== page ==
The 2020 experience would accelerate creativity and force businesses to learn from their mistakes and ensure that they do not repeat themselves in 2021.
In parallel to this pandemic year, in which time always appeared to stand still, companies increasingly digitalized and made structural improvements to their payment operating models. Global markets have changed rapidly in ways that stimulated transition, and have a lasting effect on customer behaviour, trends of crime and risk reduction needs.
Consumers have responded to modern shopping behaviours and digital practises since the recession. Looking ahead to next year, we expect that much of the developments in digital payments will take effect. More specifically, this year’s learning will accelerate creativity and force businesses to learn from their mistakes and ensure that they do not repeat themselves in 2021.
Many predictions for the next year include:
Small enterprises to raise investment in cyber security as customers switch to digital security
The flight of new consumers to digital technology was early noticed by companies. According to the Deloitte survey, 48 per cent of customers reported that overall online spending has improved since the Covid-19 outbreak. This user behaviours can be instrumental for small companies to evolve and fulfil the safety expectations of their clients. Merchants’ investments in new on-board consumer campaigns and new ways of payment, both online, in-app and non-contact, can be rewarded by new customer acquisitions, existing customer retention and sales growth.
Just as traders and customers move online, so are cyber criminals. Small companies will need to upgrade their fraud reduction policies to enable omnichannel trading. A sure way forward is for small companies to turn to trustworthy partners who will offer payment protection in accordance with their company priorities and interests.
Combating risk & security of current payment infrastructure
Advances in payment innovation between fintechs and existing financial institutions have contributed to the wide-ranging acceptance of digital payments. Businesses opt out of or modernise legacy payment infrastructure and rapidly accept innovative and quicker ways to transfer money, settle payments and exchange information, also depending on new players including fintechs. Real-time transfers, digital currencies and transparent banking support creativity that meets the aspirations of digitally-savvy companies and can then propel digital trading for decades to come. It is also important for companies to be aware of the safety of consumers and the values of open banking by ethically and properly exchanging data through all their functions.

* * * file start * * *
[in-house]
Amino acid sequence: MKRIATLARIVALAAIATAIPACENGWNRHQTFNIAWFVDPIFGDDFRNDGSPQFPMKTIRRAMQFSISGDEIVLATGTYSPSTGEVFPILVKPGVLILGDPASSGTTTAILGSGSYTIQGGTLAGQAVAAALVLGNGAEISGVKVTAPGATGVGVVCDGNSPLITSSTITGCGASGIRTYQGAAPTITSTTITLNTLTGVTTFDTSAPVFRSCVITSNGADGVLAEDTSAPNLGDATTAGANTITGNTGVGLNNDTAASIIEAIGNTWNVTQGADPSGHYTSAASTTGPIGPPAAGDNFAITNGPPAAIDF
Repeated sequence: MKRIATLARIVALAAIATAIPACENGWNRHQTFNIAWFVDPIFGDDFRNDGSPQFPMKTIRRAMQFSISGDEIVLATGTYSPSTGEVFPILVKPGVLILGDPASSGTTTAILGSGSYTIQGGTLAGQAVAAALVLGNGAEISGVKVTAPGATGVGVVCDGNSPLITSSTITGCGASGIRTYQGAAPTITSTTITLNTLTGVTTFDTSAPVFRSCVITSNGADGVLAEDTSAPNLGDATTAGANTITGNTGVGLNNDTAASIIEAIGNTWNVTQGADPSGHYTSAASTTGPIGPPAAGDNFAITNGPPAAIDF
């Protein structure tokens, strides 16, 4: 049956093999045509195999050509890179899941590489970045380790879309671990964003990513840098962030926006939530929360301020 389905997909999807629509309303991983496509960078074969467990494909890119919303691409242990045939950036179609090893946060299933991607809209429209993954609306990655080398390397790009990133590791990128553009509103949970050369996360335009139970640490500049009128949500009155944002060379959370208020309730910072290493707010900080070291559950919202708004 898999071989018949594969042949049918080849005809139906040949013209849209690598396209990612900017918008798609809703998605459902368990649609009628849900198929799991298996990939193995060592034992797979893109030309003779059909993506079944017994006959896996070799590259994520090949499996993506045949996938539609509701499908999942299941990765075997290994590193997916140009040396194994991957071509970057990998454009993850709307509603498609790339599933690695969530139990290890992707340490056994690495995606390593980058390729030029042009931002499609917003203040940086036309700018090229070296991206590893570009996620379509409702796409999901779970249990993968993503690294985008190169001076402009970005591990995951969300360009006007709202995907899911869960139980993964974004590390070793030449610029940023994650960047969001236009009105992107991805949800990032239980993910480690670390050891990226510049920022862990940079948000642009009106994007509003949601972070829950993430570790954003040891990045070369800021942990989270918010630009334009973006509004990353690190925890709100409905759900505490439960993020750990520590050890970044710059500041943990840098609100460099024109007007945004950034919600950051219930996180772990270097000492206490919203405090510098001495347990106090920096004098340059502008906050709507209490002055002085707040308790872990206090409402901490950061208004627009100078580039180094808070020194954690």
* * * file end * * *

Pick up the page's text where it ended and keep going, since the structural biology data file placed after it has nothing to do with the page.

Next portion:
Fintech and financial institutions need improved methods to track possible and atypical fraud practises. 2021 will be critical for growth in the amount of real-time payments, market discussions on consumer security and data privacy will be at the forefront, and industry stakeholders will work together to resolve new vulnerabilities as found.
Solid customer authentication to be relevant
The digitization of financial transactions continues to accelerate in India. However, critical challenges in alleviating cyber protection threats have also risen, with a rising number of new-to-digital customers. To secure themselves from cyber threats, users are moving away from passwords and following stronger customer authentication standards for all their digital devices when making payments, etc.
According to the Global Risks Study 2020 of the World Economic Forum, data theft is one of the big challenges that companies are likely to face in the long term. Accelerated by Covid-19, demand for solutions to help companies digitally verify customer identity will rise. The analysis and further strengthening of the current regulatory and compliance system by the regulator during these transformative times would become ever more relevant. The idea that digital identity is one of the building blocks needed for an economy to survive in the digital era will gain further traction in 2021.
Increase in the role of artificial intelligence (AI) and machine learning (ML) as new-to-digital users abounds.
Digital experience tends to become mainstream, more so as the pandemic fills the void. The global financial sector is heading closer to a modern, cashless future and, with an increase in online consumption, 2021 will see a boom in the new generation of digital consumers.
Since the 1990s, Visa has been using AI as part of its mission to make payments simpler and faster.
As an effort is made to pay a broker, Visa’s Advanced Authorization uses AI technologies to evaluate more than 500 risk attributes in approximately one millisecond and generate a score that represents how risky the transaction is. The purpose is to help financial institutions decide whether to approve or refuse a transaction and, at the same time, to increase customer trust in digital payments. This use of AI helps businesses around the world enhance user service, fuel business growth and mitigate risks to payment protection.
In order to provide safe payment experience when tracking the exponential increase in transactions, we expect that more and more financial service providers will develop new payment protection solutions using technologies such as AI and ML to automate risk identification. In the recent past, such technologies have been critical to the advancement of payment security solutions such as EMV 3DS, tokenization and implementation of a wide variety of capabilities to strengthen the monitoring of payment fraud in real time. In this period of rising cyber security threats, AI and ML would be instrumental in avoiding payment risks.